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Chicken DT40 cell line lacking DJ-1, the gene responsible for familial Parkinson's disease, displays mitochondrial dysfunction.
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Neurosci Res 2013 Sep;
Authors: Eiko N Minakawa, Hodaka Yamakado, Atsushi Tanaka, Kengo Uemura, Shunichi Takeda, Ryosuke Takahashi
Department of Neurology, Kyoto University Graduate School of Medicine, 54 Kawahara-cho, Shogoin, Sakyo-ku, Kyoto 606-8507, Japan. Electronic address: firstname.lastname@example.org.
Parkinson's disease (PD) is the most common neurodegenerative movement disorder mainly due to gradual loss of dopaminergic neurons in the substantia nigra. Although the causative genes for autosomal recessive PD, Parkin, PINK1 and DJ-1, share a common pathway, at least in part, in mitochondrial quality control and protein quality control, their precise relationship remains elusive. Previous studies suggested the limitation of gene-modified mice model to solve this problem. DT40 is an avian leukosis virus-induced chicken B cell line with an exceptionally high ratio of targeted to random DNA integration, which enables efficient targeted disruption of multiple genes of interest. We generated DJ-1-deficient DT40 cells and analyzed PD-related phenotypes. These cells exhibited vulnerability to oxidative stress, mitochondrial dysfunction and fragmentation. Importantly, we showed that mitochondrial membrane potential and morphology are available for the phenotype analysis in DT40. These results suggest that genetically engineered DT40 cells would serve as a relevant model of PD, and help understand the genetic and functional relationship among multiple causative genes. Furthermore, in line with the recent concept of PD as a systemic disorder, elucidating the pathomechanism of PD using DT40 would lead to the development of noninvasive diagnostic tools and drug screening assays using patient-derived lymphocytes.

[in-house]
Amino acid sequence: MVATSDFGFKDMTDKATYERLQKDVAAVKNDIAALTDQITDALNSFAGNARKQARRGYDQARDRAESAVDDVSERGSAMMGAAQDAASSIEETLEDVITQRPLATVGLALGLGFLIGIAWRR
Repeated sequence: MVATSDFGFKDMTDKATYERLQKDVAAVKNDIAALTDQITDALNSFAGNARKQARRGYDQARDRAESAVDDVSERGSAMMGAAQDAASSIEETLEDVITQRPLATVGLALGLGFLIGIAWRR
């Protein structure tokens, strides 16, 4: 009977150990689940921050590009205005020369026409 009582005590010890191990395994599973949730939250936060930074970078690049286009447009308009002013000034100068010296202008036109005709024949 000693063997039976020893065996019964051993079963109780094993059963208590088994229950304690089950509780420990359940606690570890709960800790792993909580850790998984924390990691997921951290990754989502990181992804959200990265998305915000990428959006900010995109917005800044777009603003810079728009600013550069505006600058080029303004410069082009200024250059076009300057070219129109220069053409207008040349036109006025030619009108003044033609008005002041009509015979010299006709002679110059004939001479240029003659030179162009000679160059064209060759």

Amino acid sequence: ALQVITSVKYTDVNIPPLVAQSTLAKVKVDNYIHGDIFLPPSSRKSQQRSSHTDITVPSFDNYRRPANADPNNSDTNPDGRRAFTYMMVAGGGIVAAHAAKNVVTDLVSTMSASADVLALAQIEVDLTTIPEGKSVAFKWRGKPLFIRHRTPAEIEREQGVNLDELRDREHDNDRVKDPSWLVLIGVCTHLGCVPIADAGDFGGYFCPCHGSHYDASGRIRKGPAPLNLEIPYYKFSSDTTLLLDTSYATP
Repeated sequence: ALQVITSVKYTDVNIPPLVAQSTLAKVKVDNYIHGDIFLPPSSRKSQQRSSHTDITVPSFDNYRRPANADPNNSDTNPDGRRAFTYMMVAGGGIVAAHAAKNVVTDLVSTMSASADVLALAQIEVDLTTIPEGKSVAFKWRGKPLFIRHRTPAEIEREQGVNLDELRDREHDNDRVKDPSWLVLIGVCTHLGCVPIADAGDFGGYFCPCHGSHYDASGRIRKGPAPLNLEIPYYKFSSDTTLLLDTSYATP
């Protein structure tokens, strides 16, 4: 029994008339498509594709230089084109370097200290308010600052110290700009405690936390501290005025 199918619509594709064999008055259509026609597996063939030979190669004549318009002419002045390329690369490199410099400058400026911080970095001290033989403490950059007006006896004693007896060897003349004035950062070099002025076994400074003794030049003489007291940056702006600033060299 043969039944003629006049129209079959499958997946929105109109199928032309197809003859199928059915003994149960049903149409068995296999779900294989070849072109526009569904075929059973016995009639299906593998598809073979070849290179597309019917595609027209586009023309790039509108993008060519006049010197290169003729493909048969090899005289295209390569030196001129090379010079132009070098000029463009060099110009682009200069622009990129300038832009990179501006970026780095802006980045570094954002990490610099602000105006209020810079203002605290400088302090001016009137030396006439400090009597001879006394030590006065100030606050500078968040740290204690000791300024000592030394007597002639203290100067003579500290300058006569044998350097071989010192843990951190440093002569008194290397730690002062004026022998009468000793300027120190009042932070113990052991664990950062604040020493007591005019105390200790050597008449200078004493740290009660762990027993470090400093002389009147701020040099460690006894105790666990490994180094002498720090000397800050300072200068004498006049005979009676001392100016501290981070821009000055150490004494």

PMID: 24064392 [PubMed - as supplied by publisher]